This Is How Much Protein You Really Need Every Day

Americans can be forgiven for being obsessed with protein. High-protein shakes, bars, cereals, smoothies, yogurt, and even peanut butter stock grocery store shelves. Fast food outlets offer double- and even triple-patty burgers, and these protein bombs have no trouble selling.

Protein is an essential macronutrient that is vital for practically every bodily function. It's needed to build and maintain muscle, repair tissue, and transport nutrients, as well as to make enzymes, hormones, and neurotransmitters, according to Healthline. Not only that, but getting enough protein can help you lose or maintain weight by boosting metabolism and reducing appetite. Chad Kerksick, director of the Exercise and Performance Nutrition Laboratory at Lindenwood University in St. Charles, Missouri, told US News & World Report, "We mostly talk about dietary protein in regard to muscle protein synthesis, but there are trillions of cells in the body that require protein. It is needed for the healthy cell turnover and recovery in the organs, tissues — all of the cells within the immune system require protein." But just how much protein do we really need?

The Dietary Reference Intake (DRI) — the amount recommended by the Institute of Medicine for healthy individuals — is 0.36 grams of protein per pound (or 0.8 grams per kilogram). This is the basic amount of protein needed to prevent deficiency, but, like most things nutrition-related, the precise amount an individual needs depends on a number of factors.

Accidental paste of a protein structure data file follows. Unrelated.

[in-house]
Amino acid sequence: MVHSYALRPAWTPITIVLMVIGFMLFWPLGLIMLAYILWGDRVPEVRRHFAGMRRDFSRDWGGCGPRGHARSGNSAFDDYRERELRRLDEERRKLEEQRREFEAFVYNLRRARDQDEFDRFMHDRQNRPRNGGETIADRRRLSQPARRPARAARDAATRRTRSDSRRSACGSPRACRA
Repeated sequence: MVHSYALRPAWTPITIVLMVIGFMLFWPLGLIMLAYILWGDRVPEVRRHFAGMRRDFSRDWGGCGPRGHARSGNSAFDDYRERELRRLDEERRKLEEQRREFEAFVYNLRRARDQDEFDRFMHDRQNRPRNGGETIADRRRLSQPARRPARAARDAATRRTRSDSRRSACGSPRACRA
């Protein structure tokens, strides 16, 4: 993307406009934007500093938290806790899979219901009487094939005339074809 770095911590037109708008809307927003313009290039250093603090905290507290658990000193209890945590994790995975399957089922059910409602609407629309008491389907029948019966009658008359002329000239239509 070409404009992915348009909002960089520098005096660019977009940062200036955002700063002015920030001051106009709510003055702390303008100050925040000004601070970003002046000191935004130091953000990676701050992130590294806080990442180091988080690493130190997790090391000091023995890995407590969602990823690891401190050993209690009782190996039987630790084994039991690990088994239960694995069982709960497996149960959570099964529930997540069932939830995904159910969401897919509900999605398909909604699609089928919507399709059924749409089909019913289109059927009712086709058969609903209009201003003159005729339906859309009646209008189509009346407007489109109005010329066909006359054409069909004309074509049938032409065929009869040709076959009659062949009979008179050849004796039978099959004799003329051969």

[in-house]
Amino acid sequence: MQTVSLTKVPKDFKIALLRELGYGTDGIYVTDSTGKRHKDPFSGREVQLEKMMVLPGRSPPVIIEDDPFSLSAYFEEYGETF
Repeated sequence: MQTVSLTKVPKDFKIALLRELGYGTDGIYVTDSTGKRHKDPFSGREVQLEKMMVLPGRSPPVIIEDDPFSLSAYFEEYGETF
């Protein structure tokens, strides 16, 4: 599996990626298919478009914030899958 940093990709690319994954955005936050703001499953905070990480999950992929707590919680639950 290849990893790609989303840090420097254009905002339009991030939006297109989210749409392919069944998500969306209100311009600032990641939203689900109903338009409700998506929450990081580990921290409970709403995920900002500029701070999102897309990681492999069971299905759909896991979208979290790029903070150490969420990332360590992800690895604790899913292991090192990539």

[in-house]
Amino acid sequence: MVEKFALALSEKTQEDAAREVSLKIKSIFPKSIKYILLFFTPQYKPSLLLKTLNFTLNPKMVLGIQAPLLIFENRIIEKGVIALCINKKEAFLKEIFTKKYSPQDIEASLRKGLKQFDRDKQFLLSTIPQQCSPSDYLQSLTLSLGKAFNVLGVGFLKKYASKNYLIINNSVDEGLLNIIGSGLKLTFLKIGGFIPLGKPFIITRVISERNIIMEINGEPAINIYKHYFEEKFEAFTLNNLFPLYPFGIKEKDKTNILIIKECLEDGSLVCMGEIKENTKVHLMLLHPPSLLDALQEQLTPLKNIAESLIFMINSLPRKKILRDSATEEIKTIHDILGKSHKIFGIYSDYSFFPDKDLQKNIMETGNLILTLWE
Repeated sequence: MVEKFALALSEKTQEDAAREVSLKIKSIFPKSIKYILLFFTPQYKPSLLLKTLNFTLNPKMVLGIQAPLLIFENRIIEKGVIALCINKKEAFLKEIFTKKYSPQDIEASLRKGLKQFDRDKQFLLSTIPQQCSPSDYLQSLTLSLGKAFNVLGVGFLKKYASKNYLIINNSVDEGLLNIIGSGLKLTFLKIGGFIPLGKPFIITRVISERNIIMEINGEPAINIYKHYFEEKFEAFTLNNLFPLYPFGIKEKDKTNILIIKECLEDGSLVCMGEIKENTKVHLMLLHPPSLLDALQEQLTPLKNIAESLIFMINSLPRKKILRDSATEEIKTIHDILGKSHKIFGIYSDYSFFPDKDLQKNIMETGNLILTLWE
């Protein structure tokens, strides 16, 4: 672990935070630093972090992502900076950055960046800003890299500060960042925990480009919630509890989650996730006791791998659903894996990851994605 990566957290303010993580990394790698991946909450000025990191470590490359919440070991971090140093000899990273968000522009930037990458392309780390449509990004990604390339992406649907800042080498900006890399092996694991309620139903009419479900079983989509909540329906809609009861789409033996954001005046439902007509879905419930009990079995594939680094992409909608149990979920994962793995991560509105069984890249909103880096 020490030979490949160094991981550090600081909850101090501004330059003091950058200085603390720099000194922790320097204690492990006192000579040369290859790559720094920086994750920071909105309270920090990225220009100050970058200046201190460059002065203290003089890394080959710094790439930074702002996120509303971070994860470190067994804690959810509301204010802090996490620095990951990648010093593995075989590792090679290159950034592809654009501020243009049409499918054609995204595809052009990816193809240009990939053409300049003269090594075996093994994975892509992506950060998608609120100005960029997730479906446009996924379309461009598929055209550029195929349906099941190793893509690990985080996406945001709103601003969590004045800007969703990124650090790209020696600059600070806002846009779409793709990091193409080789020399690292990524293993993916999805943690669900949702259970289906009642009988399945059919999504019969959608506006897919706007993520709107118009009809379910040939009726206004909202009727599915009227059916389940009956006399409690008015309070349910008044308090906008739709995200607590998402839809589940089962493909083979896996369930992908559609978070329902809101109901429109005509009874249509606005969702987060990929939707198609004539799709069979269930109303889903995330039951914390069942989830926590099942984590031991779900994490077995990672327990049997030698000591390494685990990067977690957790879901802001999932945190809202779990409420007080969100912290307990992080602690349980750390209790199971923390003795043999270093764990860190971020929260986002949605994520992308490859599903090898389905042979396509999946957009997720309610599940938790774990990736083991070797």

The quality — not just quantity — of protein is important

Men generally need more protein than women because they tend to have more muscle mass and larger bodies. Athletes, bodybuilders, pregnant women, and individuals over the age of 65 also need more protein (via Discover).

Dieticians emphasize that getting enough protein should not be just about quantity, but quality, too. Processed hot dogs are just not on par with grilled salmon. Animal sources like lean meat, fish, eggs, and dairy products generally provide the best sources of protein because the protein is complete. That means that those sources contain all of the essential amino acids, in the right ratios, that our bodies need but can't synthesize on their own. There are a handful of plant-based foods that provide complete protein, like quinoa and buckwheat, but vegans need to be well informed to make sure their protein needs are being met.

Chances are excellent that when it comes to protein, you're getting enough. According to LiveStrong, most Americans actually consume more protein than they actually need, and protein deficiency in the U.S. is rare.